With construction dead during the Great Depression, our members accepted a 20% wage reduction in 1931. However, during the upsurge of the 1930's we were able to reverse the downward spiral and made numerous gains, such as a thirty hour week. By the end of the decade, almost all commercial and residential construction was Union. The outbreak of World War II signaled a revival of shipbuilding and government contracts for Todd Pacific Shipyard. Local Union #76 represented electricians under the Metal Trades Council master agreement.
After using various halls during the early years, Local #76 rented office and meeting space in the Labor Temple from 1918 to 1933, when the Union office moved to upstairs rooms at 740-1/2 Broadway. In 1941, Local #76 supported the goals of the Labor movement to purchase its own building which was realized in 1941 with the Labor Temple at Fifteenth and Martket streets.
In 1906, the IBEW adopted apprenticeship requirements at its founding convention to protect the trade from inexperienced, incompetent and unsafe workers. In 1911, apprentices were admitted to the Union after six months, with lower dues and benefits. They were required to work under the supervision of a Journeyman at all times, and admitted to full membership as soon as they passed the examination for Journeyman. In 1978, when Local #76 moved to its present location, the Local #76 Building at South 36th and Cedar, the JATC approached the owners of the Prairie Market Store next door. Eventually the JATC purchased the building and after remodeling, it now houses the entire apprenticeship program.
From its inception, Local #76 was both a protective and beneficial Union. In 1882, a year after its founding, the NEBW established a $50.00 death benefit. Beginning in 1928, the IBEW added a pension after twenty years of continuous service. In 1947, it was augmented by an Employer paid pension plan negotiated with the NECA for construction members, and in 1965 Local #76 joined the IBEW Pacific Coast Pension Fund for members employed in construction and the shipyards. An annuity plan was negotiated in 1981 for construction wireman. These pensions, coupled with the social security, enable retired members to live comfortably.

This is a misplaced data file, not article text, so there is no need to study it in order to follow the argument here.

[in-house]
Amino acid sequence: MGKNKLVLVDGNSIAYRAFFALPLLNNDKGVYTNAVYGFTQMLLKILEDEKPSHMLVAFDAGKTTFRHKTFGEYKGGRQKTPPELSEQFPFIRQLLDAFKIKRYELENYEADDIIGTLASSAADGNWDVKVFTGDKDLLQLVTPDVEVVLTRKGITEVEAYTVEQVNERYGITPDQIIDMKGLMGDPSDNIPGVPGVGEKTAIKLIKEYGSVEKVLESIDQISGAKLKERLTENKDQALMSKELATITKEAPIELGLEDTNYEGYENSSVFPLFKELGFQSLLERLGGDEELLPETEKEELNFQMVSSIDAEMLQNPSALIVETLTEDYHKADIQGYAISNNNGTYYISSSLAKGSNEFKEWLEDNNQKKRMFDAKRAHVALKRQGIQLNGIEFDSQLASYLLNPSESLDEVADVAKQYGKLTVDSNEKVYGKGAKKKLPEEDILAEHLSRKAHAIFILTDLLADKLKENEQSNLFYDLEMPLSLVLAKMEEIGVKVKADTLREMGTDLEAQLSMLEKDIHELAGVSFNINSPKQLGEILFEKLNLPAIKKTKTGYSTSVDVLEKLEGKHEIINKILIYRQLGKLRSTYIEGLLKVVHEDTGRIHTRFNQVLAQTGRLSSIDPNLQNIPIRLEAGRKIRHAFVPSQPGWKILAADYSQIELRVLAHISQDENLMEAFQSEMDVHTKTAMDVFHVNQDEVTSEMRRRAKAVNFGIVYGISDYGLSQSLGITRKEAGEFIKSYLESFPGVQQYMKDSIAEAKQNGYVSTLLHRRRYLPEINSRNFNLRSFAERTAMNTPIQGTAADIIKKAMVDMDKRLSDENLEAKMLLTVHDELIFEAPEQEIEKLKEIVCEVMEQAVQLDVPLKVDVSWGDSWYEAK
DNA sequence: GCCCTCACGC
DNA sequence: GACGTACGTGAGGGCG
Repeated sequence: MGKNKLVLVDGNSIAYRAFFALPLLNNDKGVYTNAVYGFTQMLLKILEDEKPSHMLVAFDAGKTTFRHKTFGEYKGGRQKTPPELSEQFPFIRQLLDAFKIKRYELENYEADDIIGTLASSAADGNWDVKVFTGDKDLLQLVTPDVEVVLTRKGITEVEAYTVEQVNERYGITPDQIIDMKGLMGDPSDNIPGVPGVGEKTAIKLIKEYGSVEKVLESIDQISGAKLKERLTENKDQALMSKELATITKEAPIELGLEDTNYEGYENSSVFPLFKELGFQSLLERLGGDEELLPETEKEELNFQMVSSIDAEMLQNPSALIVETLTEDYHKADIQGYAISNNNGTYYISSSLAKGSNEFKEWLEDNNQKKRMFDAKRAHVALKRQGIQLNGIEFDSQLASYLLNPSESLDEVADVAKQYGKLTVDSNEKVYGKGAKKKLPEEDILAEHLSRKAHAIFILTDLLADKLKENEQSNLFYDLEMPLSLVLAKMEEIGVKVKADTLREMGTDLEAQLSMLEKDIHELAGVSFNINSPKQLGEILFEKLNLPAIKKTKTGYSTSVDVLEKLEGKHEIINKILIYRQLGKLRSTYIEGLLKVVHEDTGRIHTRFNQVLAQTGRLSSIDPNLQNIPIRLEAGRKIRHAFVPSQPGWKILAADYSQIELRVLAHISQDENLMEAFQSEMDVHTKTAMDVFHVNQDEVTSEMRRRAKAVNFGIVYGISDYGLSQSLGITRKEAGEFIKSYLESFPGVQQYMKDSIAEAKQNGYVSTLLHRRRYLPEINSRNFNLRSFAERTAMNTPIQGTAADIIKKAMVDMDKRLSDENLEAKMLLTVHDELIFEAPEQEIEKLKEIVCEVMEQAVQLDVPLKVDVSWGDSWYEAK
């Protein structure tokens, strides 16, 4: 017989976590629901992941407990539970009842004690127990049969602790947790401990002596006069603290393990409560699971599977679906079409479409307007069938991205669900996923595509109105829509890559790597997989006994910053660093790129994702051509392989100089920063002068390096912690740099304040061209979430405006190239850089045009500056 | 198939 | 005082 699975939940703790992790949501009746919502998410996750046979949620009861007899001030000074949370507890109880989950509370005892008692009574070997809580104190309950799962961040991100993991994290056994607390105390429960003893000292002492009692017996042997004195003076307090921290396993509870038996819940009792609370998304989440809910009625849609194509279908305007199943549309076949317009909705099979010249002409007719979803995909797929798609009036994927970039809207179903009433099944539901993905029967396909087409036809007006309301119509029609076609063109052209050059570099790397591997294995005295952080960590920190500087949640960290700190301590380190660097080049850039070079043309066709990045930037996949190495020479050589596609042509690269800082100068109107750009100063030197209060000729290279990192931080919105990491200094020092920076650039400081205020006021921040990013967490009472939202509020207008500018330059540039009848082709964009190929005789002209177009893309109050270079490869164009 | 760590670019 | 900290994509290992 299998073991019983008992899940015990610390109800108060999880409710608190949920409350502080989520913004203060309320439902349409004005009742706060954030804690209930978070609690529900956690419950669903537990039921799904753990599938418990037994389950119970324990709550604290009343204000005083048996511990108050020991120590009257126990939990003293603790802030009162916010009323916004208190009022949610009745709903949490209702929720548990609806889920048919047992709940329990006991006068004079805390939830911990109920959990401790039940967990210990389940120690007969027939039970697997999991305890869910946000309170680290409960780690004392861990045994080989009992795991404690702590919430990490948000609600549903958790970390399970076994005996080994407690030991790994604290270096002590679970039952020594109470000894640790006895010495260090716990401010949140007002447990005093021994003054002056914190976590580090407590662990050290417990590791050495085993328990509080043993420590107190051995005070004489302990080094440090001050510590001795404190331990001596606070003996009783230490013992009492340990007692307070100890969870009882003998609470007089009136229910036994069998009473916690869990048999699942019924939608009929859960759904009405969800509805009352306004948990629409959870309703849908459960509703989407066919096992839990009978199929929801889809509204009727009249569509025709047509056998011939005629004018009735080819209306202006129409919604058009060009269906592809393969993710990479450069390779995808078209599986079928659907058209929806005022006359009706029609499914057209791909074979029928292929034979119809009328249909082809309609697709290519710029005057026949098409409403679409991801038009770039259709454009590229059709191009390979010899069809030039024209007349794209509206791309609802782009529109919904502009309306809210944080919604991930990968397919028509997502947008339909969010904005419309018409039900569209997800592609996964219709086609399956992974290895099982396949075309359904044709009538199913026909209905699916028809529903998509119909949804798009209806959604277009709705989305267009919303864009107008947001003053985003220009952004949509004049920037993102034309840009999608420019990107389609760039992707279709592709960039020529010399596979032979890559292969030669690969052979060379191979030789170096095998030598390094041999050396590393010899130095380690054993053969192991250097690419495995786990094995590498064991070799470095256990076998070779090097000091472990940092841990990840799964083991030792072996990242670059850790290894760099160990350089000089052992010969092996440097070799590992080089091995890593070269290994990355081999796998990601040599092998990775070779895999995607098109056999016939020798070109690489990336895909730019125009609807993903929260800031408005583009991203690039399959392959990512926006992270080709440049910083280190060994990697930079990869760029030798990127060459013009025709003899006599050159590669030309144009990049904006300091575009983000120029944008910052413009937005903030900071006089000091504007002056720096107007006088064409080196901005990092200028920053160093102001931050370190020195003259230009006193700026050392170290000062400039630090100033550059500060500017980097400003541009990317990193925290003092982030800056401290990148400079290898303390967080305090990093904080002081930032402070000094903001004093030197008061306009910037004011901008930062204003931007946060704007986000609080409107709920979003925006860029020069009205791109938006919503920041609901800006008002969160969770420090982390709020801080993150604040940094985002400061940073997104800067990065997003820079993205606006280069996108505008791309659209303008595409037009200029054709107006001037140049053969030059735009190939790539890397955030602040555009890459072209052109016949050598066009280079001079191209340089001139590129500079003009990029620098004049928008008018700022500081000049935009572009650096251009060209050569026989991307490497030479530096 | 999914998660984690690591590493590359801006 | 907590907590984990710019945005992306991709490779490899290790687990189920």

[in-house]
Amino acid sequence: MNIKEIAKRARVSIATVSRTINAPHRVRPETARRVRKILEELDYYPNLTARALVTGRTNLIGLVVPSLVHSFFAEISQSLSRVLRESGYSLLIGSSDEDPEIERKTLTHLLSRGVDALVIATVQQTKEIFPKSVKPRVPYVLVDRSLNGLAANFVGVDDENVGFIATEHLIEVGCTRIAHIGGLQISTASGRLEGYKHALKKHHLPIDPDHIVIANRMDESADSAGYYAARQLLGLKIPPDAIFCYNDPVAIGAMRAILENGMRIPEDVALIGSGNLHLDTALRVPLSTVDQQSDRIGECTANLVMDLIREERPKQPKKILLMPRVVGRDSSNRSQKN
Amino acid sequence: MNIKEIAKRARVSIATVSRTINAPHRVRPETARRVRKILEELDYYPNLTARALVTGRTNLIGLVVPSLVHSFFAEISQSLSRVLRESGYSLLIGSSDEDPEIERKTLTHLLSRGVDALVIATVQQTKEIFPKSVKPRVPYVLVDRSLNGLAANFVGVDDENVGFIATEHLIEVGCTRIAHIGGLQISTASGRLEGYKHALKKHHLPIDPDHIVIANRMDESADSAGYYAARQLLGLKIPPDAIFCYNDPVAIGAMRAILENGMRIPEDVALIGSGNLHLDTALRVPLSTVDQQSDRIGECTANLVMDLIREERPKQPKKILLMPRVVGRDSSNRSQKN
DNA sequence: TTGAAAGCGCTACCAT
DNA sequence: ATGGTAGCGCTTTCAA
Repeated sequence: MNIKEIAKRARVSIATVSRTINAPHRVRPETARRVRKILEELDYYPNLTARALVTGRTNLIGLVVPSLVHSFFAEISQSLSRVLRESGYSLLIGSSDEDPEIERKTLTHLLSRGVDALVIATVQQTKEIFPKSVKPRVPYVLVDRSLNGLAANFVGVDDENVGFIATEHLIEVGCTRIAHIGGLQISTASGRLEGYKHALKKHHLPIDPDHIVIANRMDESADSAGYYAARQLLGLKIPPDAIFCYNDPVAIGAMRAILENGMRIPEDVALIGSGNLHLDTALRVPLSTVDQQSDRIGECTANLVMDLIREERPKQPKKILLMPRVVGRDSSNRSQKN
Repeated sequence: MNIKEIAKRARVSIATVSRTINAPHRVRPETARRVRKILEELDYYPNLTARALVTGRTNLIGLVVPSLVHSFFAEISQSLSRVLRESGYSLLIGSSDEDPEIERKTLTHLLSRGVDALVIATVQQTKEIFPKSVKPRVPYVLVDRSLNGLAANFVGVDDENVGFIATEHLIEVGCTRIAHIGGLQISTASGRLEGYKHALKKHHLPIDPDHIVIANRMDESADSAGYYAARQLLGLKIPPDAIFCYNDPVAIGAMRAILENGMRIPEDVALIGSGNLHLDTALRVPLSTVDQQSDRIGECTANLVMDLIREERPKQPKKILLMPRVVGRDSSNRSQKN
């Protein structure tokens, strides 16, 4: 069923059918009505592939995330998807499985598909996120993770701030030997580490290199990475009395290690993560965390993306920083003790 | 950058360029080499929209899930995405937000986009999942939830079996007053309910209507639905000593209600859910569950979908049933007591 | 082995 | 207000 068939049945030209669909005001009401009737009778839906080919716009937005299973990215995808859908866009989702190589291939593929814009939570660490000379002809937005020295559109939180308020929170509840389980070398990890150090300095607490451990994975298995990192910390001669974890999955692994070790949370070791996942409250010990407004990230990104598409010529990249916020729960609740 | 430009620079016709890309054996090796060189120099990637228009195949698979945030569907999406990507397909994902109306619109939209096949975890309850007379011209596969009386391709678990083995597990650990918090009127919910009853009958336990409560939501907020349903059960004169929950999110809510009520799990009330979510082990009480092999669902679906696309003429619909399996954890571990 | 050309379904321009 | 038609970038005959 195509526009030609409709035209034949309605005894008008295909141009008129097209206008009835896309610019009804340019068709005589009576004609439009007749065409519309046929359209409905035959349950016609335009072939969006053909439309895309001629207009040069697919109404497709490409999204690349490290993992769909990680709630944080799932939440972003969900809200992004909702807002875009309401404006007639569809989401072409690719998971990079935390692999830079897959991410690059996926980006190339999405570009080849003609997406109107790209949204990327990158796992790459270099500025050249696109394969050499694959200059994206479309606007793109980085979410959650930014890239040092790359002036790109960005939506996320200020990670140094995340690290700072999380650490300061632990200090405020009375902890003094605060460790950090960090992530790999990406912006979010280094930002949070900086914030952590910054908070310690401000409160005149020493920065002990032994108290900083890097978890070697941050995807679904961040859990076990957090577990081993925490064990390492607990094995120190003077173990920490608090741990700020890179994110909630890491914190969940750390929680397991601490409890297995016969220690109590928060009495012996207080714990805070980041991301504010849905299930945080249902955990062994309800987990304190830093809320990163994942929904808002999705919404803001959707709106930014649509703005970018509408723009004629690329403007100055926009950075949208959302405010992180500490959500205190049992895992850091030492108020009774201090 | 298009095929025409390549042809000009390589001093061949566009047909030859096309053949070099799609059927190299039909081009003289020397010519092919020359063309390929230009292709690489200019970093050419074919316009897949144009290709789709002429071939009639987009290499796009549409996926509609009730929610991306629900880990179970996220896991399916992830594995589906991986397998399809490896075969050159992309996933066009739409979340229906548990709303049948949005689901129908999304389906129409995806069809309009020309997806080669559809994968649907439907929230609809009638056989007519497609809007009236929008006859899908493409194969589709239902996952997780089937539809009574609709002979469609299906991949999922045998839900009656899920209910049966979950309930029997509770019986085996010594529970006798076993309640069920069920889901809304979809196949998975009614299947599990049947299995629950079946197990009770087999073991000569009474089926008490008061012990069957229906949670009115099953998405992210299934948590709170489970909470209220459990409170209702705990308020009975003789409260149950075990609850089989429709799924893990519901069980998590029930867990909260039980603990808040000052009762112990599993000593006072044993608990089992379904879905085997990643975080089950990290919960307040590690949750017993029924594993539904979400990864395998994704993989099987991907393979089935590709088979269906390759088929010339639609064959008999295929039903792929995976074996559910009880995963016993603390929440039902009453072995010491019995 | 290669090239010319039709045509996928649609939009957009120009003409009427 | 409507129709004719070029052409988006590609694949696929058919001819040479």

The Retired Members' Club #76 was formed in 1982, with officers elected annually. They are a very energetic group with many activities besides participation in local political campaigns.
The IBEW Credit Union, founded in 1957, has served Union members for over thirty years. From an initial deposit of $26 to assets well over $17 million at this time, the Credit Union is open to each and every member and their families.
The IBEW provided for admission of non-Journeyman wireman in 1935 by creating a non-benefit "BA" membership with lower initiation fees and dues. On April 4, 1940, Local #76 changed its status to a mixed Local to include "BA" members. Further, smaller Locals were merging with larger Locals to survive.
Radio and TV Local #802 of Tacoma, Chartered June 19, 1936, merged with Local #76 May 1, 1940. Centralia Local #359, Chartered December 28, 1914, joined the Tacoma Union in 1941. Olympia Local #458, Chartered August 13, 1907, part of the Reid/Murphy faction from 1908 to 1914, joined Local #76 October 1, 1958. Aberdeen Local #458, Chartered January 1, 1904, merged with Local #76 on October 1, 1959. The final merger brought the construction members of Shelton Local #882, Chatered June 2, 1936, into Local #76 June 14, 1960.
When, in the early 1980's, Local #76 requested a new Charter, to reflect its current composition, the International refused unless the Union would surrender the original document. This the Local will not do, and the 1897 Charter occupies a place of honor in the Union office. Back to top